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Winter 2020: The Other Animals

Winter 2020: The Other Animals


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Publication Date: 20th January

Length: 120 pages


Philosophical scholarship is often punctuated by epistemic moments which create renewed interest and excitement in the world around us. Often these intense academic atmospheres are calls to interrogate or make deeper sense of something that has been previously understudied or even ignored. We feel that of all these revolutionary moments in philosophy, none has greater contemporary importance than the animal turn.

In addition to the seismic role played by the 1975 publication of Peter
Singer’s Animal Liberation which catalyzed the global animal rights
movement, the animal turn was profoundly influenced by ethology, the

biological study of animal behaviour under the close inspection and co-
habitation of the spaces and practices of animals themselves. In philosophy, the social sciences and humanities, this ethological work is beginning to produce more-than-human forms of knowledge and understandings of the world. In geography, for example, a range of scholars are beginning to question what it means to collaborate with animals to produce knowledge for, with and about them: how do we represent their experience of space? How do we account for the agencies and experiences of nonhuman actors in interspecies relations? What methods are most appropriate for doing so? And what are the ethics around involving animals in the research process?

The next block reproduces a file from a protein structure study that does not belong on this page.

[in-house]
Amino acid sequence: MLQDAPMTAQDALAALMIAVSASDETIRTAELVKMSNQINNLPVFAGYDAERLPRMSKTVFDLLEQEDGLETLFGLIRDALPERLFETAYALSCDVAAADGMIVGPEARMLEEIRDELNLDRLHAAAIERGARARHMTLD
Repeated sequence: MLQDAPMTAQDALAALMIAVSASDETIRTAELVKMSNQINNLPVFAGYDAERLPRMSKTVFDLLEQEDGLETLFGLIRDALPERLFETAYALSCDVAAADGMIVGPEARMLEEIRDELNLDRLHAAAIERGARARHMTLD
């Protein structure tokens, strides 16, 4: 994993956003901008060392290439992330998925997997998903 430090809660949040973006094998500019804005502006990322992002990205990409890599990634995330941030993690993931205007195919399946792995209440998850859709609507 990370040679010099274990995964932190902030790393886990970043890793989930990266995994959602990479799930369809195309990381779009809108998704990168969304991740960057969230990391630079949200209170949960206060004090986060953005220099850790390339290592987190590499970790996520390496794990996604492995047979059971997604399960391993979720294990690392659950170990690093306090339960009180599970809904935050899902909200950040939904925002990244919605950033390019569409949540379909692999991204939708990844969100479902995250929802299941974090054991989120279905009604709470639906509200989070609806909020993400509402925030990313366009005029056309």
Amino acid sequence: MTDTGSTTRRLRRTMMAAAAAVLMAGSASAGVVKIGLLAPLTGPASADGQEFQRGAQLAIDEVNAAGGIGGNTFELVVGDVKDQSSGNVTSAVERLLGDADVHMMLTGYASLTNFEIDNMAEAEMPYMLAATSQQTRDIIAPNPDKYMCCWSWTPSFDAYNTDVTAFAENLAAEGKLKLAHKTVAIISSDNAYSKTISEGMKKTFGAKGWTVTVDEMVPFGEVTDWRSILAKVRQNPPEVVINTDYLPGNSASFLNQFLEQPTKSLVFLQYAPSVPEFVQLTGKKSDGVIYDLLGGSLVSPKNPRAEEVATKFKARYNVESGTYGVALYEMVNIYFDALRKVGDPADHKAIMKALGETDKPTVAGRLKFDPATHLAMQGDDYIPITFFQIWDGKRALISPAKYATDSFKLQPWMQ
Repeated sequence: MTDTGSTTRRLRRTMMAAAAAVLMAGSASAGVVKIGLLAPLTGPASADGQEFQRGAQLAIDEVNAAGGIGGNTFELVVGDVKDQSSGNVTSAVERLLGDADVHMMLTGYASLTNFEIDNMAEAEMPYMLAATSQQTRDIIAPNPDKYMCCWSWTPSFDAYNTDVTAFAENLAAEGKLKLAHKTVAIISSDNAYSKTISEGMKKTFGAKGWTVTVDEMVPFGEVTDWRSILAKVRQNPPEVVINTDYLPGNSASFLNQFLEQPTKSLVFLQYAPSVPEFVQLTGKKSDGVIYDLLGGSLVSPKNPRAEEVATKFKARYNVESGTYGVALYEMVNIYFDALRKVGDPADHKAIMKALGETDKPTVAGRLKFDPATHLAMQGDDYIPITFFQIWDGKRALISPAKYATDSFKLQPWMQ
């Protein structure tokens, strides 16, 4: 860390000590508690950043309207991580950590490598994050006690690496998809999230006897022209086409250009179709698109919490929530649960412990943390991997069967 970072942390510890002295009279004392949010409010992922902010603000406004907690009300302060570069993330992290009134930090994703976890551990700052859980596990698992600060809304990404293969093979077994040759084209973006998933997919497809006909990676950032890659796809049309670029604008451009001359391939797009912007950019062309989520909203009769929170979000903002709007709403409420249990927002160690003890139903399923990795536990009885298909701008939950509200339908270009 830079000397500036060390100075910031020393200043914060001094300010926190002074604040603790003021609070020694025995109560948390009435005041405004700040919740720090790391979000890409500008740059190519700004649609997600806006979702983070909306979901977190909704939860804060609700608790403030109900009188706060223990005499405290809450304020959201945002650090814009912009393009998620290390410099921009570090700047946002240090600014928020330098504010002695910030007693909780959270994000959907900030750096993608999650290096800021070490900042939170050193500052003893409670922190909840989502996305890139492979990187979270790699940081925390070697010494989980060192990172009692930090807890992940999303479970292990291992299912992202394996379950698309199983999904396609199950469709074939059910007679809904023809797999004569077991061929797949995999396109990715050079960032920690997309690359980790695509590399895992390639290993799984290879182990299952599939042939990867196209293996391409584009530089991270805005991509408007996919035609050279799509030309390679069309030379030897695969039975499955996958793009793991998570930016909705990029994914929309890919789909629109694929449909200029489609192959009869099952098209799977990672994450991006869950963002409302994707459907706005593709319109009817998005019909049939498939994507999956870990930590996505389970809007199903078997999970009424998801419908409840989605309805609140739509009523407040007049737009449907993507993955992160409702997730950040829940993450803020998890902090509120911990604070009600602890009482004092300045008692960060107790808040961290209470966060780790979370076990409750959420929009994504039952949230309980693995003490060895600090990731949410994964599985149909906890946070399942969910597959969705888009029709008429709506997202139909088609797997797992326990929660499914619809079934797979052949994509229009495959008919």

In this issue, we try to reflect the radical proliferation of animal studies
across numerous disciplines. So, alongside philosophers like Christine
Korsgaard, Lori Gruen, Raymond Tallis, and Michael Bavidge we find
scholars in English (Cary Wolfe), ethology (Anindya Sinha), geography
(Maan Barua and Bill Adams), and cultural studies (Diane Morgan). In
addition to this interdisciplinary focus, we try to offer a broad range of
perspectives on some of the key issues in animal ontology and ethics:
from Cary Wolfe’s posthumanist perspective that seeks to break down the
neat ontological division between humans and the other animals, to the
humanist perspective of Raymond Tallis that wishes to keep the divide
firmly in place; from the rationalist Kantian ethics of Christine Korsgaard
to the relational and affectively charged ethics of Lori Gruen and Michael
Bavidge. And, as ever in this field, the distinction in these essays between
theory and practice, between scholarship and advocacy, is highly fluid.

Elsewhere in this issue, Eva von Redecker explores how the idea of
reproduction can be utilized within contemporary critiques of capitalism;
Peter Adamson discusses his expansive vision of a truly globalized
philosophy; and Christian List, Gregg Caruso and Cory Clark engage in
a lengthy exchange over the status of free will. The issue closes with our
regular columns, “The Public Philosopher”, “The Anthropo(s)cene” and the
final instalment of Lani Watson’s “The Art of Questioning.”


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